The Long, Hard Blog Slog
After participating in a number of business-themed group blogs and serving as the lead writer for two technology companies' blogs, I launched my own blog to serve as a scratchpad for industry-related musings. I figured it would just take a few minutes on nights and weekends, but the humbling experience led to a few sleepless nights.
Today, we'll review a number of the challenges I've faced as a search-minded blogger and how they relate to current hot-button issues spanning search marketing and online publishing.
What's in a Name? I knew I'd be able to launch a blog when I had a catchy name for it: Inside the Marketers Studio. I registered marketersstudio.com with Go Daddy (no, not because of its Super Bowl ads) and set up a subscription to TypePad, the blogging software recommended by Unicast's programmers.
The original title I used atop the blog was simply its name. Then vanity got the best of me. I share a name with New York's best known inmate, so I couldn't resist raising the blog's profile for such searches. I added "David Berkowitz's Blog" to the title, and within days its rank in Google jumped from 30 to 16 when searching for my name. A few friends linking to my blog also helped. I've since revised the title to "Inside the Marketers Studio--David Berkowitz's Marketing Blog" to rank higher for a relevant phrase ("marketing blog") that people actually enter.
AdSense or Nonsense? One decision I had to make was whether or not to run contextual advertising. I'm wary of running contextual ads on my own site. For me, a reader will prove to be far more valuable by clicking around the site, whether it's to read previous entries, peruse links to my favorite resources, or post a comment. In this sense, I'm providing value to the visitors, and they'll then value my site more. In that the only brand being advertised on the blog is my personal brand, I need to be all the more vigilant.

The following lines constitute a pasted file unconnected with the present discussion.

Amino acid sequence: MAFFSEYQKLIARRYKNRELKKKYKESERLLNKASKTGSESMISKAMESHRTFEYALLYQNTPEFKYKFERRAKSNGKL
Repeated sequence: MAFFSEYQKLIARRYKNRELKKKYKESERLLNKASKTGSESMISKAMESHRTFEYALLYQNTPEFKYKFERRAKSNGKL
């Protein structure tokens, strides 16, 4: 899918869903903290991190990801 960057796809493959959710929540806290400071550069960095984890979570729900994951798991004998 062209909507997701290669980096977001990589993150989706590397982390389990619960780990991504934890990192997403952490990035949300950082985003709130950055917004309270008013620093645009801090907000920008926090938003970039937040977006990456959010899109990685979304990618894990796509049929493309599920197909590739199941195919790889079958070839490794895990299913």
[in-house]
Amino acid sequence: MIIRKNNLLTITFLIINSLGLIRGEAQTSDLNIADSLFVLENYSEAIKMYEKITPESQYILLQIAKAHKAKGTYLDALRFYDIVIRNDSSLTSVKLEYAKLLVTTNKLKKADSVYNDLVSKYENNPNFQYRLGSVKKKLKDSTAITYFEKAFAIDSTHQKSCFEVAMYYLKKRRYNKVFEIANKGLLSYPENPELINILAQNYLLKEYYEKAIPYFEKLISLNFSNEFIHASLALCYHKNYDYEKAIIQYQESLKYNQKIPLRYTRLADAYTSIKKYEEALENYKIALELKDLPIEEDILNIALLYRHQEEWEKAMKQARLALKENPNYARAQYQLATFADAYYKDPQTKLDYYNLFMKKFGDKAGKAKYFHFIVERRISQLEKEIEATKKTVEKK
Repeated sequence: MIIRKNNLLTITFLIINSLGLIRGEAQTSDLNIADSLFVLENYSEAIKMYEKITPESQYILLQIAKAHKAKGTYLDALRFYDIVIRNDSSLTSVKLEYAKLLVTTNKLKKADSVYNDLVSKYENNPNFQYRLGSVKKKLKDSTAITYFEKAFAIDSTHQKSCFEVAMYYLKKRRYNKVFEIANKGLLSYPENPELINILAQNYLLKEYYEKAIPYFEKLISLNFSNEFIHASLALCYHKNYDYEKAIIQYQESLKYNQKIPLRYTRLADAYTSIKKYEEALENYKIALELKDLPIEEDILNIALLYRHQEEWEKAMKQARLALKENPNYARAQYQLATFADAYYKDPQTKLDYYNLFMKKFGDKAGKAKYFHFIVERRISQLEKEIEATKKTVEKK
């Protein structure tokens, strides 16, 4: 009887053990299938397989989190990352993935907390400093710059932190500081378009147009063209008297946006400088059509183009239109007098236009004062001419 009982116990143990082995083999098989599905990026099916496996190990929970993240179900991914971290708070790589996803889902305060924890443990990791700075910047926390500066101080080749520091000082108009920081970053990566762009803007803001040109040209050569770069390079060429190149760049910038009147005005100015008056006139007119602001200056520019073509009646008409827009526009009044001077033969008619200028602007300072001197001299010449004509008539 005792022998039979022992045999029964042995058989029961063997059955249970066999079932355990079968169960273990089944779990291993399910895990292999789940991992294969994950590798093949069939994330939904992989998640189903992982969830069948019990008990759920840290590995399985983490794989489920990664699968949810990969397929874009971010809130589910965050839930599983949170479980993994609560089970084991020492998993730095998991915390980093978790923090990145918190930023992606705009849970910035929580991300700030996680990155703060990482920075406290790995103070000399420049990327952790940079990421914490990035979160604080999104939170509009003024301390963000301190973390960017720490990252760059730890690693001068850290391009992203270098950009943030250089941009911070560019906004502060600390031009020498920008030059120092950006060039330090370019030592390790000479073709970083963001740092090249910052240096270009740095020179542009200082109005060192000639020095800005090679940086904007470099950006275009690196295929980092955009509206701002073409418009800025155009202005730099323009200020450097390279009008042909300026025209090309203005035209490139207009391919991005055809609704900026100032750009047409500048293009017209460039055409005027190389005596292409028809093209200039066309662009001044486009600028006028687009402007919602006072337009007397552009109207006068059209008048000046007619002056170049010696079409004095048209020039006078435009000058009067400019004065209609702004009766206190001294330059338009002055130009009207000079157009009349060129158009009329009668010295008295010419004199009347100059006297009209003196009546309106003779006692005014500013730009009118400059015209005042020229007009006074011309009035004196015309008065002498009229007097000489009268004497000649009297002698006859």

MediaPost columnist and Performance Pricing founder Ari Rosenberg recently discussed this issue with me over chopped liver and turkey sandwiches at Ben's Deli. I told Ari how several years ago, whether solicited or not, I advised an online publisher against running contextual ads because they detracted from the reader's experience. The connection between consumer experience and advertiser value is inextricable, or it should be, and with any luck Ari will expound on this in detail in an Online Publishing Insider. It's a complicated issue that stretches far beyond contextual advertising. Just because an ad is effective (it makes money for the advertiser and publisher) and the consumer accepts it does not mean the ad adds value. Perhaps the value's there, but at least ask the question.
Pay to Play: Instead of earning residual income from ads, I tried something I'm even better at, both as a consumer and a marketer: spending money. I kicked off a limited Google AdWords campaign with a $5 daily cap. In the first week, I paid $11 with a $0.60 cap on sponsored search-triggered ads (labeled in AdWords simply as "Search") and a $0.50 cap on contextual ads (labeled as "Content"). I'm running at a 0.3% click-through rate (CTR) for Search and 0.03% for Content.
I wrote a second ad that drove Content impressions through the roof, probably due to changing a reference from "online marketing" to the more frequently searched "Internet marketing." Other A/B tests are in progress. A confession: the same Content ads I'm not running on my site have delivered the bulk of my visitors from search.
Not the Real World: This is not a typical case study. I have no way of tracking conversions, and I'm not interested in a vast audience. Fortunately, there is one loyal reader who often reminds me that I'm not just talking to myself (thanks, Cara).
Ultimately, I will need to start putting more emphasis on search engine optimization if I want to ensure steady results from search traffic. In that I'm not selling books or consulting services, spending money on advertising is reckless. I'll also need to make sure my site is optimized for the larger blog search engines.
All of this leaves me longing for the time when my only blogging responsibility was writing a pithy post. Then again, there's a strange, almost perverse sense of satisfaction I get when someone comments on a blog entry or links to my blog from theirs. Call it the blogger's high. Combine that with the search marketer's high, and it's worth every sleepless night.